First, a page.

A Conversation With Your Counselors: Hobbies, Mental Health, Life

Rabinovitz and Adams recount their journeys of becoming counselors, how their lives have changed since

Nya Manneh, Staff Writer

When it comes to her job, Counselor Jill Rabinovitz believes that the relationships she fosters with students, families, and coworkers are the most important part of her work. Rabinovitz has worked at Blake for 8 years and can gladly say that she enjoys every minute.

Rabinovitz discovered her love for psychology after taking a class at SPA and later developed her skills in college. She says, “I think as a young person, I was very emotionally intuitive and liked helping others, and so it was natural for me to think about how to help people move into more comfortable places in our lives.”

Rabinovitz understands that assessing mental health is imperative for all ages: “I think it’s very important that we take care of ourselves and learn how to do that at a young age.”

She recommends “reaching out to me or Ms. Adams as a starting point. For those who are looking for resources outside of school, we are more than happy to give those suggestions or to have conversations about what might be going on. Pediatricians are also great resources for people that are maybe within insurance coverage for that family, and just talking to your peers and talking to caring adults, whether itís in school, at home, or with your family.”

Knowing how important it is for people to get help as soon as possible, Rabinovitz says that “for me, I wish that I could connect with more students, because Ms. Adams and I introduce ourselves in Health Class in 10th grade, and it’s always hard for me when I meet a senior who was like, “I didn’t even know we had a school counselor!” So I’m always thinking about ways that we can do more outreach and just reach more people.”

She knows that one of the most important misconceptions about mental health is the stigma surrounding it. She emphasizes that “stigma is a really hard thing because many people donít want to identify with mental health issues, and even if they are struggling, don’t talk about it as openly as maybe they would as if it were a physical condition…They are brain based conditions, and it’s okay to seek help.”

Outside of her job, Rabinovitz practices personal health and self-care by utilizing the resources around her. Naturally, she loves traveling and spending time with family and friends, and her pets are always a great source of comfort for her and her family. She says that “my kids, Sig and Brooke. keep me busy when I am not working! After a long day I like to get outside and walk or workout and I enjoy cooking and baking.”

Now that she spends all of her time at home, her work days look a little different: “My days are filled with Zoom meetings, but I love that I still have the opportunity to meet with students, my 11th grade advisees, and see my colleagues in meetings.”

Overall, despite being stuck in quarantine again, Rabinovitz has learned to make the most of what she has, and she hopes to be able to help other students do the same.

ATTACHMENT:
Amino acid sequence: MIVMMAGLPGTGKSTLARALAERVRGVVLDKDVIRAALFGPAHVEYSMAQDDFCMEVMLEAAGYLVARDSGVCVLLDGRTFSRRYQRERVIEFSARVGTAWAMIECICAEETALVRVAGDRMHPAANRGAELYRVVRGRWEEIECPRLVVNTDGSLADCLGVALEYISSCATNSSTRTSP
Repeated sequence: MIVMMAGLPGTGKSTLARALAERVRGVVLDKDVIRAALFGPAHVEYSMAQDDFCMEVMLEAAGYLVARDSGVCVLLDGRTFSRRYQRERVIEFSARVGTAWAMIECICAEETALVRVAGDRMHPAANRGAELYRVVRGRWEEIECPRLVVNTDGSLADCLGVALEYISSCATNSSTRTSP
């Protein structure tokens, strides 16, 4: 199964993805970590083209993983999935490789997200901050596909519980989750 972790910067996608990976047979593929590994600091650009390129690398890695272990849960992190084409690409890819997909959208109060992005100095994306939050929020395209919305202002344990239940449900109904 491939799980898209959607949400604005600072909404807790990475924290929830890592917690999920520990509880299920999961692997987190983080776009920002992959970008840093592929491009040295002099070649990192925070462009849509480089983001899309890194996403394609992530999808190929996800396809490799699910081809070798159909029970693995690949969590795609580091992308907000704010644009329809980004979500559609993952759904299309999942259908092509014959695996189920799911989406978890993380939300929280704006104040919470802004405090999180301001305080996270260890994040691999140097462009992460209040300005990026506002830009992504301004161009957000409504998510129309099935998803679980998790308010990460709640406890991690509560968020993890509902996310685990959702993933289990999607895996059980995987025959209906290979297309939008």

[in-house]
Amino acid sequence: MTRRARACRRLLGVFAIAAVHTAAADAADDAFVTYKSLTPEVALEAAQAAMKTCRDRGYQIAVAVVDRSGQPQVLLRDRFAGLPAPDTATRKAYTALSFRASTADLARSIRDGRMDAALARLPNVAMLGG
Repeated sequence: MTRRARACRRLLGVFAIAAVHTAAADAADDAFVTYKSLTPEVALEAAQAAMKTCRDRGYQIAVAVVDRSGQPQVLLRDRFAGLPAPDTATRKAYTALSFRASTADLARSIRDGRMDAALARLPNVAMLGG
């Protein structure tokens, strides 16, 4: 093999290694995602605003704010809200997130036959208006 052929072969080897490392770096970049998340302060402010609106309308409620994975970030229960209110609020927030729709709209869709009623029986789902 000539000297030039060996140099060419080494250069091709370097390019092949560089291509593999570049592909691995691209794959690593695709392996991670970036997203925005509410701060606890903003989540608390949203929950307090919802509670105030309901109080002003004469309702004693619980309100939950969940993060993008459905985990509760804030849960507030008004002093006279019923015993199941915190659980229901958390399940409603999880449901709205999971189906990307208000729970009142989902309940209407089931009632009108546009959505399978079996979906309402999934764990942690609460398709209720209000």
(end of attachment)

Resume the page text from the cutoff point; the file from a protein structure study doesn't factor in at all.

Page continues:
Erin Adams, Director of Counseling and 19 year employee at Blake, likes to stay involved in the world around her, whether it be with students, her family, or the news. She loves meeting intelligent and honest students willing to seek support to better understand themselves and their environment.

Adams imagined becoming a counselor ever since high school: “I was someone who always considered myself, or was considered to be a good listener in high school. I was kind of in that role, and very much enjoyed [it]. I also had some friends in childhood and high school who had really significant mental health challenges.”

Because her own school lacked mental health resources, Adams knew that a career in school counseling was something that she wanted to pursue. She explains, “In college, I ended up changing my major 5 different times,” before finally choosing psychology.

Adams believes it’s critical to address mental health, especially at early ages. She says, “Even if you’re not someone who necessarily identifies as having a ‘mental health struggle,’ … it doesn’t mean you don’t work to maintain it or address it or foster it.” She explains, “Very often people would have what’s sometimes referred to as functional depression or functional anxiety where you can be doing all sorts of great things, you can be doing well in school, you can be participating, you can have friends, you can be on sports teams, you can be externally successful and still feel and experience those symptoms of depression and anxiety.”

With students at home now, Adams understands that they may feel especially lonely, and she hopes that they can find a way to feel the sense of community and joy that they would get from actually being at school. Those are values that she also practices everyday for herself and her family. Her day to day routine is motivated by enjoying the little things.

She enjoys running around Lake Harriet, hiking, and binge watching Netflix shows like “Ozark” and the latest season of “American Horror Story,” which she says “is totally bringing me back to my own high school years, minus the camp serial killer.”

With her now remote schedule, Adams fills her days with Zoom meetings. She says that “some students find Zoom meetings easier as they donít have to make the sometimes scary decision to walk into the counselor’s office for the first time, or they get to meet from the comfort of their own home. Others don’t feel they have enough privacy for such meetings. But for the most part, I am still seeing a good number of students every day.”

Having worked with students for so long, Adams understands the common struggles of everyday life and has found ways to help both herself and others de-stress and live a full life.